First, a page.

Instead of trying to address the glaring issue of prevalent hunger which indicates an undernourished population and stunting and wasting among children, the government has deemed Global Health Index (GHI)'s methodology to be “unscientific” while the methodology is clearly explained in the report.

hunger

The Global health Index (GHI) has ranked India at the 101st position slipping from its 2020 position at rank 94, ringing alarm bells all over. However, these alarm bells are limited to the masses as the Union government has refused to accept these ranking and has questioned the methodology, deeming it unscientific.

The GHI has deemed India to be in the “alarming” countries category as India's score plummeted from 38.8 in 2000 to 27.5 in 2021. The share of wasting among children in India rose from 17.1% between 1998-2002 to 17.3% between 2016-2020. India has performed better in indicators like under-5 mortality rate, prevalence of stunting among children and prevalence of undernourishment owing to inadequate food. In India 15.3% population is malnourished as per data between 2018-20 which is better from the figures from 2005-07 which was at 19.6%.

Stunting among children also reduced from 47.8%  in 2004-08 to 34.7% in period between 2016-20. The under 5 mortality has also seen a good improvement with 7.1% in 2006 to 3.4% in 2019. These are the figures that have determined India’s final scoring in the GHI 2021.

India’s neighbours, Nepal (76), Bangladesh (76), Myanmar (71) and Pakistan (92) are also in the “alarming” countries category however, they have fared better than India in the rankings with better overall scores.

What continues to be a worrying factor is India’s comparative performance in this Index. The only countries that have fared worse than India include Papua New Guinea, Afghanistan, Nigeria, Republic of Congo, Mozambique, Sierra Leone, Timor Leste, Haiti and Liberia.

About GHI

GHI is a tool for comprehensively measuring and tracking hunger at global, regional, and national levels. Its scores are based on undernourishment, child wasting, child stunting and child mortality. The GHI determines hunger on a 100-point scale, where 0 is the best possible score (no hunger) and 100 is the worst.

The report is prepared jointly by Irish aid agency Concern Worldwide and German organisation Welt Hunger Hilfe. Data used in the calculation of GHI scores come from various UN and other multilateral agencies.

Undernourishment data are provided by the Food and Agriculture Organization of the United Nations (FAO). Child mortality data are sourced from the United Nations Inter-agency Group for Child Mortality Estimation (UN IGME). Child wasting and child stunting data are drawn from the joint database of UNICEF, the World Health Organization (WHO), and the World Bank, as well as from WHO’s continually updated Global Database on Child Growth and Malnutrition, the most recent reports of the Demographic and Health Surveys (DHS) and Multiple Indicator Cluster Surveys (MICS), and statistical tables from UNICEF.

At the outset, GHI’s findings for this year indicate that the world as a whole—and 47 countries in particular (including India)—will fail to achieve a low level of hunger by 2030. Certainly, conflict climate change and COVID-19 have been major drivers of these slipping numbers across the globe and wiped out any progress made by countries on this front.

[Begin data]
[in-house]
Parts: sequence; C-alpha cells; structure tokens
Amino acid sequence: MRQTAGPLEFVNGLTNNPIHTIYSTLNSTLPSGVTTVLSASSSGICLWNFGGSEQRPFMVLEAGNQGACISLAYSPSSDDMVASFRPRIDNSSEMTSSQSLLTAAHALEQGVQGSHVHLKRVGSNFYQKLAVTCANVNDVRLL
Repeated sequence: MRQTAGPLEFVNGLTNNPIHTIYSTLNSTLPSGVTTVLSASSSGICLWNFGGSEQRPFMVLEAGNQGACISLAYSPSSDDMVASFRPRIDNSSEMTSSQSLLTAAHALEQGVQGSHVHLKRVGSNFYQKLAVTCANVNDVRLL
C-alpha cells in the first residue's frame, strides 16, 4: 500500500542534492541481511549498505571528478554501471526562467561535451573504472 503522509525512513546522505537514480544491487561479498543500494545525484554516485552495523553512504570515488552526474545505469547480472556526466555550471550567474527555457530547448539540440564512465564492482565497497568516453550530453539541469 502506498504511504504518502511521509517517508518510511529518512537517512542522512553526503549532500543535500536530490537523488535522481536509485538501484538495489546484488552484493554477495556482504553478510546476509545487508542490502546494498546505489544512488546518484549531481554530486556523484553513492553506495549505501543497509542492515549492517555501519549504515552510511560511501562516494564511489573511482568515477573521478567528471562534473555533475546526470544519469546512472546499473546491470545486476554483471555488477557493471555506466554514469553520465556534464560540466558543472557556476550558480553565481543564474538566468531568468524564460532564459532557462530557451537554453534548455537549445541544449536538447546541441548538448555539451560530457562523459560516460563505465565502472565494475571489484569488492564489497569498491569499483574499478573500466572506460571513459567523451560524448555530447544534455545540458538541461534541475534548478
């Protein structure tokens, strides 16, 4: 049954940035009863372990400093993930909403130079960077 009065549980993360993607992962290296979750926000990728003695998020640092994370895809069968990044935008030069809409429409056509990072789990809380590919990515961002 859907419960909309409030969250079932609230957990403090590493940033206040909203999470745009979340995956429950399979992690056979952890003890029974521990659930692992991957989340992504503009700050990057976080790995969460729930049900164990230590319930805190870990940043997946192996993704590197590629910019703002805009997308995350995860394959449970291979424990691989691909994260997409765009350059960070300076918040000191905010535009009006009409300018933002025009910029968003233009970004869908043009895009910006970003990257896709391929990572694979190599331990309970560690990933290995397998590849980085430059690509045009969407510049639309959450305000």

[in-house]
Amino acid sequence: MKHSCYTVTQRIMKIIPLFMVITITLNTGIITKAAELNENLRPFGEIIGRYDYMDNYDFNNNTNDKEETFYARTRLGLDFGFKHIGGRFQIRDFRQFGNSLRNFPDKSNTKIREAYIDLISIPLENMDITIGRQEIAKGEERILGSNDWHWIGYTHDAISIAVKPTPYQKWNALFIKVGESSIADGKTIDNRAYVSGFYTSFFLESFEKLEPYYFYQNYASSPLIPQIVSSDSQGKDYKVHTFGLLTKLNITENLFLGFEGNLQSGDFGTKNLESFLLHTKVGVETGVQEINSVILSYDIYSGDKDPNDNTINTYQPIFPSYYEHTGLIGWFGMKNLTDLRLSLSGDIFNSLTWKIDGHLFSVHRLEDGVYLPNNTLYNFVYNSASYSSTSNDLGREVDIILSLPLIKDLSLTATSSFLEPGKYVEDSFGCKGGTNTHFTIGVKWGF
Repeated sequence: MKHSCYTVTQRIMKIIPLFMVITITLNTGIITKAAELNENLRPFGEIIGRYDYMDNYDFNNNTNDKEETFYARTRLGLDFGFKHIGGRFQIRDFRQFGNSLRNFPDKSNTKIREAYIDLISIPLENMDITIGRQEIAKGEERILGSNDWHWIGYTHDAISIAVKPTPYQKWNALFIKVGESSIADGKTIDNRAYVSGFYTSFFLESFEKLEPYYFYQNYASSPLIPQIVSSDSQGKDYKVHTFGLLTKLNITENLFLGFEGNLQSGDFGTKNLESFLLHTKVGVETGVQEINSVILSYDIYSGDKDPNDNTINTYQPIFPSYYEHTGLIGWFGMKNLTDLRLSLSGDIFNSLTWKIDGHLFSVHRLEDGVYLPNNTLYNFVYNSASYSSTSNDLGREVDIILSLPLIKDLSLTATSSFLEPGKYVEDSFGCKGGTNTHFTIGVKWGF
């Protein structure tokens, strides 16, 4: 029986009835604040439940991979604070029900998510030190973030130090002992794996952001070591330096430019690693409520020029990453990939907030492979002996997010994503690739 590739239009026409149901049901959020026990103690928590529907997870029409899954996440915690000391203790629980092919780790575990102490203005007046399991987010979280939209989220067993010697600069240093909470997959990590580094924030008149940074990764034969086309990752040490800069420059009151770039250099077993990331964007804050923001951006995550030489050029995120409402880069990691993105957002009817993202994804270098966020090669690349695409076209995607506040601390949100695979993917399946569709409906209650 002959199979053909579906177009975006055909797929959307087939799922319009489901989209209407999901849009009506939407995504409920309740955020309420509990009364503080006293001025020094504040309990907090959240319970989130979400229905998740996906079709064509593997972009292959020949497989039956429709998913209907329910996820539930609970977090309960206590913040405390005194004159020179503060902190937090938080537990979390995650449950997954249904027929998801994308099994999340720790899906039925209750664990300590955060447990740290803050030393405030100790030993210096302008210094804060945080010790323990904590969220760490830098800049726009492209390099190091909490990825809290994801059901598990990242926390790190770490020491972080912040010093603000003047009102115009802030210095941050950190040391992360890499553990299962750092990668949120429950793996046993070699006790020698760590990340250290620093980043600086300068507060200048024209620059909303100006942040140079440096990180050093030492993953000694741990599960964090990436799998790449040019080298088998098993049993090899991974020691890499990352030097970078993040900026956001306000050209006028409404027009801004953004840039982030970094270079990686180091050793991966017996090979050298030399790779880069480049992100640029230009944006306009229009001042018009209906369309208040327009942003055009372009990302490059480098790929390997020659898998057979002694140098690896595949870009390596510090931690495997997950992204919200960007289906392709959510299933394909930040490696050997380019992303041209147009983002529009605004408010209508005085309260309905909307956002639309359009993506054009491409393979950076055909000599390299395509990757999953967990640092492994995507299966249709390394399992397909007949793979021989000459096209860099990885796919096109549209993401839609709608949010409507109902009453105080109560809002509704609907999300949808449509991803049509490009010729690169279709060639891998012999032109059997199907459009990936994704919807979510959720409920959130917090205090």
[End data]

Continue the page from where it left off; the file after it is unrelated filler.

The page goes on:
A high GHI score can be evidence of a lack of food, a poor-quality diet, inadequate child caregiving practices, an unhealthy environment, or all of these factors. For the calculation of the 2021 GHI scores, undernourishment data are from 2018–2020; child stunting and child wasting data are from 2016–2020, with the most current data from that range used for each country; and child mortality data are from 2019.

Since 2012, hunger has increased in 10 countries with moderate, serious, or alarming hunger levels, in some cases reflecting a stagnation of progress and in others signalling an intensification of an already precarious situation.

“Hunger and malnutrition do not continue for want of solutions, but rather for want of the political will and resources to implement the solutions at hand and to respect, protect, and fulfill the right to food,” the report concludes.

Indian govt responds

Clearly unhappy with the poor rankings attributed the Indian government has questioned the “unscientific” methodology used by GHI report. The  Ministry of Women and Child Development said the results were “shocking” and “devoid of ground reality”.

“It is shocking to find that the Global Hunger Report 2021 has lowered the rank of India on the basis of FAO estimate on proportion of undernourished population, which is found to be devoid of ground reality and facts and suffers from serious methodological issues. The publishing agencies…have not done their due diligence before releasing the report,” said the Ministry.

“They have based their assessment on the results of a ‘four question’ opinion poll, which was conducted telephonically by Gallup. The scientific measurement of undernourishment would require measurement of weight and height…The report completely disregards Government’s massive effort to ensure food security of the entire population during the Covid period, verifiable data on which are available. The opinion poll does not have a single question on whether the respondent received any food support from the Government or other sources,” it said.

The complete report may be read here:

 

Related:

Ever seen rice that floats on water?

Rights protect, policy evicts?

Is a third wave of Covid-19 coming this festive season?